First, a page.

The Biggest Loser premiered the beginning of my Junior year of high school. I was hooked. Could I go on this? Mind you, I weighed a whopping 135 pounds at 5 foot 8 inches.
While I didn’t go as far as to research contestant information, I actually believed I would qualify to compete on the Biggest Loser. At some point during my middle school and high school years, I began to have a horrible body image. And I can’t help but wonder when and how this began.
I sometimes wore sweatpants and frumpy outfits that my best friend famously labeled “the rainbow collection” in high school because I honestly didn’t think anything flattered me. I had recently quit tennis because tripping over your own two feet, missing 9 out of 10 balls, and making your partner bleed by hitting her with your tennis racket were not elements of “normal tennis etiquette”. To say that I was athletic or even attracted to vigorous physical activity would be a flat out lie. I was put on the exhibition team. We played when everyone else’s scores were in and the bus wasn’t there to pick us up yet. We were basically a cheer squad. Giving up on ever becoming the number one singles like my brother and dad, I went to practices for the sun tans and social hour.
It’s not the olympics. It’s high school tennis. Why couldn’t I enjoy my level of skill and embrace my lack of coordination and continue to play? How did I start to think that I wasn’t good enough to play sports or slender enough to be considered beautiful?
I was on the exhibition team. I shouldn’t bother trying. My pant size was a different number. I’m not skinny enough. I let other people decide my value instead of being confident in who I knew I was.
While I don’t have a daughter, I am one. My parents were (and still are) very hands on and encouraging. I remember setting up an art store and selling my artwork at age 10. My dad attached one of my pieces to his manuscript that was publisher-bound, making me believe my work was worthy of being published too. They affirmed my choices. They complimented my hair cuts and nail polish. And yet I still struggle with self-esteem.
I realize problems with self-image are a common problem among women – specifically teens. How does it end? Why must we all be the same size with the same hair with flawless grace? How do we stop making outer appearance a high priority for women and the standard for true beauty? Here are a few quick ideas for how to consistently build your kids up:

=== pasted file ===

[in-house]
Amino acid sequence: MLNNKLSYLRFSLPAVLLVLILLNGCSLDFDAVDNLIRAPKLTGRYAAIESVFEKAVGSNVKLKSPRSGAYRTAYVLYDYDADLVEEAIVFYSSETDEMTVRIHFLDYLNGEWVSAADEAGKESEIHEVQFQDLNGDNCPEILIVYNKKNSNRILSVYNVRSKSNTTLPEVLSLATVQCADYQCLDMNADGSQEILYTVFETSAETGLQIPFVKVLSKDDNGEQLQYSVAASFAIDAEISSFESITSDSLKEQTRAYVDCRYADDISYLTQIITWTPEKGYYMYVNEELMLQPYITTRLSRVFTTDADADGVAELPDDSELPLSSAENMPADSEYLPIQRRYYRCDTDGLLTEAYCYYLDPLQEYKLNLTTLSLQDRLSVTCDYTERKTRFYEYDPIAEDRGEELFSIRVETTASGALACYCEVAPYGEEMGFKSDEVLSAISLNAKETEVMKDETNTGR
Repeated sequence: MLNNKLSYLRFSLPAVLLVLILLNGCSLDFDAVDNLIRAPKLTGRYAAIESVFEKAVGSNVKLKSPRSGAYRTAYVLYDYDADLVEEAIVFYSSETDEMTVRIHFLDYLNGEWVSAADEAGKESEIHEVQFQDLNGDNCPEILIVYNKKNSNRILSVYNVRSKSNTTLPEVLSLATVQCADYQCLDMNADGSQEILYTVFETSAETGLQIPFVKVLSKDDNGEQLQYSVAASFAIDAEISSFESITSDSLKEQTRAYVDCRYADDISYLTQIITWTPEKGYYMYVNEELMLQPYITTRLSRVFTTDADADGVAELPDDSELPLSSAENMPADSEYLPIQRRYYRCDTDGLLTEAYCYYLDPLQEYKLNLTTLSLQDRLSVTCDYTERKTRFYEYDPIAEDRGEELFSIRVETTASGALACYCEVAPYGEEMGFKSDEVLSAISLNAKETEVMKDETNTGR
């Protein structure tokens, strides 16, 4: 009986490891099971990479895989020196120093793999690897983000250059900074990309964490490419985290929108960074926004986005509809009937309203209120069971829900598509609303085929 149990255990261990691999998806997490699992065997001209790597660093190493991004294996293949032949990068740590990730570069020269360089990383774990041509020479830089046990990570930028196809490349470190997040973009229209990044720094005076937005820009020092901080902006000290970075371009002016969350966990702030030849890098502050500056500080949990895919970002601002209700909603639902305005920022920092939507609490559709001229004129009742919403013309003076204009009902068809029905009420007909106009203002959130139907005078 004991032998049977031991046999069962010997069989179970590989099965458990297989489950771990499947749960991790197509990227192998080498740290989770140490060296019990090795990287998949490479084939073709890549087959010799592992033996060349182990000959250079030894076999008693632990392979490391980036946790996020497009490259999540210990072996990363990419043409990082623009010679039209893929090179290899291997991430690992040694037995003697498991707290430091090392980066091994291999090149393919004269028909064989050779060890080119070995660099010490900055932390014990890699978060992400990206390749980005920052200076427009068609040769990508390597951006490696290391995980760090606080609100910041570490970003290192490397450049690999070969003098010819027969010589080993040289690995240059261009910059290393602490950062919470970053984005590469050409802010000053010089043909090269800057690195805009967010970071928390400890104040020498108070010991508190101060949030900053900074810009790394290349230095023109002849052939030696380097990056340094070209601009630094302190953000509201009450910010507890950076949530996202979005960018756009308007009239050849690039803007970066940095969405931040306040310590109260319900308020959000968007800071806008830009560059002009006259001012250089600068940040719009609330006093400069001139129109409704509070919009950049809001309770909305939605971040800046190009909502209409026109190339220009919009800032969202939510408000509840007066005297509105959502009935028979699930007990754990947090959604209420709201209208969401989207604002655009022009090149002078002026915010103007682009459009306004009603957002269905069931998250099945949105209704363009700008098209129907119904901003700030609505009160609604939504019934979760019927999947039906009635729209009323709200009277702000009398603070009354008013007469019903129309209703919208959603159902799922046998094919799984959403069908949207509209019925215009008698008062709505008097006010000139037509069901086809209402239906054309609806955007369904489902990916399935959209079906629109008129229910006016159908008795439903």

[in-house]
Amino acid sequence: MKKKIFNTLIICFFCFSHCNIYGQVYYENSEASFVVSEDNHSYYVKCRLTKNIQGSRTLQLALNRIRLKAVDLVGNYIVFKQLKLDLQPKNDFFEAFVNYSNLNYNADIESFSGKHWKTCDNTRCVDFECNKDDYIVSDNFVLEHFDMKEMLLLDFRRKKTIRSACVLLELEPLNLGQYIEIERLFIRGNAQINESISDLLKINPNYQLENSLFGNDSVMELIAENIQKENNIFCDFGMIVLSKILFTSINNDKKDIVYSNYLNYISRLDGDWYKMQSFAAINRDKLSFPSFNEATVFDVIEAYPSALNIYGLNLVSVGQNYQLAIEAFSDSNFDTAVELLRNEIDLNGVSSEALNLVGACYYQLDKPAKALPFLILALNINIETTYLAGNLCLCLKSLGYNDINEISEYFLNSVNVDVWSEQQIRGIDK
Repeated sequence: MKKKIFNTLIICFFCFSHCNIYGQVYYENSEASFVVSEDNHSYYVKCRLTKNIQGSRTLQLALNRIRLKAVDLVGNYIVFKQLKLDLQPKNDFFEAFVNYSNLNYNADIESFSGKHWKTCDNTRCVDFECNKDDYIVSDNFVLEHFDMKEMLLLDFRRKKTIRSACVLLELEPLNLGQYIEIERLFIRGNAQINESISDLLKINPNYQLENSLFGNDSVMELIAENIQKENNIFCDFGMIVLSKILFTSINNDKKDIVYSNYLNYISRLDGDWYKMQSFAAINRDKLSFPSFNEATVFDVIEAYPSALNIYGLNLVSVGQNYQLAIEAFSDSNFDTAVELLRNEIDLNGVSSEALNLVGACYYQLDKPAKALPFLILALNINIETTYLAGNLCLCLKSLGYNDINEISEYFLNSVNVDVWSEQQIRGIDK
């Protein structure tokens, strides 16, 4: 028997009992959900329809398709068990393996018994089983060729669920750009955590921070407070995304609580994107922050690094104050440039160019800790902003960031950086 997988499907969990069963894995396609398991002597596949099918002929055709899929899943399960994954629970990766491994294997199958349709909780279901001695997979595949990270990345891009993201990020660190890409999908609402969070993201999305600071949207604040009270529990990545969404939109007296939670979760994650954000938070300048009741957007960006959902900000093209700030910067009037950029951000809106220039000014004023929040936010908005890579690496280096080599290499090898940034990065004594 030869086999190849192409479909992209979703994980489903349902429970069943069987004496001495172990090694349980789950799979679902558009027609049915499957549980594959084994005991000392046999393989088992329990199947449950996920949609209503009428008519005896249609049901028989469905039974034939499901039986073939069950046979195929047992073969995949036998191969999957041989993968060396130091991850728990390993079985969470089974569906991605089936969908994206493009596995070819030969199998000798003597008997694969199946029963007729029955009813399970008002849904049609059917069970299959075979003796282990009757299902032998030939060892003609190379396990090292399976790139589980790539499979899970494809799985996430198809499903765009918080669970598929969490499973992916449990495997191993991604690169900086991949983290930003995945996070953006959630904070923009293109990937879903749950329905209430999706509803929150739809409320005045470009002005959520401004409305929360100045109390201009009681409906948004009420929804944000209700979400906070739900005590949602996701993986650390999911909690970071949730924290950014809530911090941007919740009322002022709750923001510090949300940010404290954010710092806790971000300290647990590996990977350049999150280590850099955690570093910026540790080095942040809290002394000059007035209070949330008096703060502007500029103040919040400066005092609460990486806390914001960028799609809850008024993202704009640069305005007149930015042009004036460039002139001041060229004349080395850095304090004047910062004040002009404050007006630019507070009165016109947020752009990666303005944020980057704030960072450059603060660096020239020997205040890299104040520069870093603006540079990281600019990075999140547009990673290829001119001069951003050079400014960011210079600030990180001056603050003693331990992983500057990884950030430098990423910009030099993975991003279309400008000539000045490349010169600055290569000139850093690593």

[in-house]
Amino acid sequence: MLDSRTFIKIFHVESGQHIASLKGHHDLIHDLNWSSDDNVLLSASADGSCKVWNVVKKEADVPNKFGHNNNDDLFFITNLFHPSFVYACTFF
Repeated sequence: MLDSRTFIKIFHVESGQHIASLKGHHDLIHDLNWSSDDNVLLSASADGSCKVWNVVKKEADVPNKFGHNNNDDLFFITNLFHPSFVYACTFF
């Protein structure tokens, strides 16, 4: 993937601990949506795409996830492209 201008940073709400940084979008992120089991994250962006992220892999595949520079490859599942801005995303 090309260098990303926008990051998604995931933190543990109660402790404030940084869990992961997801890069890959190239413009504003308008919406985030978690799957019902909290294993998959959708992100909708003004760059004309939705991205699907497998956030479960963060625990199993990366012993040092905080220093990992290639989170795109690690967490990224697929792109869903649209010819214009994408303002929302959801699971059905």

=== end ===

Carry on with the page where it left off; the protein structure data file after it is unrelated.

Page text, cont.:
(While some of these may seem to contradict each other, they don’t have to. It’s all about balance)
Start ’em young. I read this article about what to talk to young children about, rather than focusing on their appearance (i.e. “You look so pretty! I love your dress.”). Ask about books, movies, friends, favorite activities. The possibilities really are endless. Let your kids know from an early age that’s there’s more to them than their looks.
Compliment their appearance. While, it is only a fraction of who they are, they still identify with their appearance. I’ve read stories of parents who firmly avoid any affirmation of their child’s appearance. While I agree that this should not be the main focus in building your child’s self esteem, it certainly does no harm in complimenting your daughter’s dress or telling your son he’s handsome. Again, balance.
Love yourself. Your child is a product, sometimes an exact replica, of you and your husband. When you step on the scale and sigh at your love handles or tease your husband about his big ears (that your daughter inherited), how will it affect her?
Focus on the good. Where does your son excel? Is he the fastest runner? Is he a good reader? Does your daughter do well in school? Is she kind? Compliment them! If it isn’t incredibly clear by now, my love language is words of affirmation. The more I’m affirmed, the harder I’ll work.
Speak kindness. Be aware of your words. Allow your children to hear you genuinely compliment your friends and peers, your spouse, and yourself. If you’re a positive person who seeks to encourage others, they’ll believe you when you speak truth into their lives. They will, in turn, be positive thinkers.
Don’t take yourself too seriously! I’m slowly learning there is no one more beautiful than a confident person! I envy women who create and own their own style; who are kind, yet unashamedly themselves. They’re considerate and hard-working, yet they learn to laugh in the moment. Have a dance party or karaoke night. Go ice skating even if you’re terrible! Teach your children that it’s okay to look silly, to not be perfect at something. But most importantly, that trying and being confident in yourself and your abilities means much more being the number one singles in tennis.